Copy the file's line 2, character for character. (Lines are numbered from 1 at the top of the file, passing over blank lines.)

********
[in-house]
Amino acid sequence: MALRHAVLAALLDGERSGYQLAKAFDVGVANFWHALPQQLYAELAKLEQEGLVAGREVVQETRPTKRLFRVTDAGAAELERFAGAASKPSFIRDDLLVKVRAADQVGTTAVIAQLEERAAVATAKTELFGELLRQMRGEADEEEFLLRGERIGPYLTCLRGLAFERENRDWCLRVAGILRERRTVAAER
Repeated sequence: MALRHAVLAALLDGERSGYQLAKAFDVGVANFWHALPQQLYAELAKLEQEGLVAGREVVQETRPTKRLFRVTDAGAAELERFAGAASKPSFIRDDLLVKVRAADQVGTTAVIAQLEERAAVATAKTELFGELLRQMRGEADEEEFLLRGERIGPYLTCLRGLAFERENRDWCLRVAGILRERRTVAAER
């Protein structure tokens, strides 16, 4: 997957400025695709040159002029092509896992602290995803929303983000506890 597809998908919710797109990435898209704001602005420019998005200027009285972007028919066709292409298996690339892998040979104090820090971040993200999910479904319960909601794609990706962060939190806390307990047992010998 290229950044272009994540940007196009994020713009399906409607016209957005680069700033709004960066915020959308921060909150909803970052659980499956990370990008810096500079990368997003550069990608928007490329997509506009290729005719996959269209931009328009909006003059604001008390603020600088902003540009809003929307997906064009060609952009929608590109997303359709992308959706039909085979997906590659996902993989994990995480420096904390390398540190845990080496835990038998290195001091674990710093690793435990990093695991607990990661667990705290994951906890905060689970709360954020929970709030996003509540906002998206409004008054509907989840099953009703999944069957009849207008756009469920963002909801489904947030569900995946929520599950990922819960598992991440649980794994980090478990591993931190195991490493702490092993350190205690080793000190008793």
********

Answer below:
Amino acid sequence: MALRHAVLAALLDGERSGYQLAKAFDVGVANFWHALPQQLYAELAKLEQEGLVAGREVVQETRPTKRLFRVTDAGAAELERFAGAASKPSFIRDDLLVKVRAADQVGTTAVIAQLEERAAVATAKTELFGELLRQMRGEADEEEFLLRGERIGPYLTCLRGLAFERENRDWCLRVAGILRERRTVAAER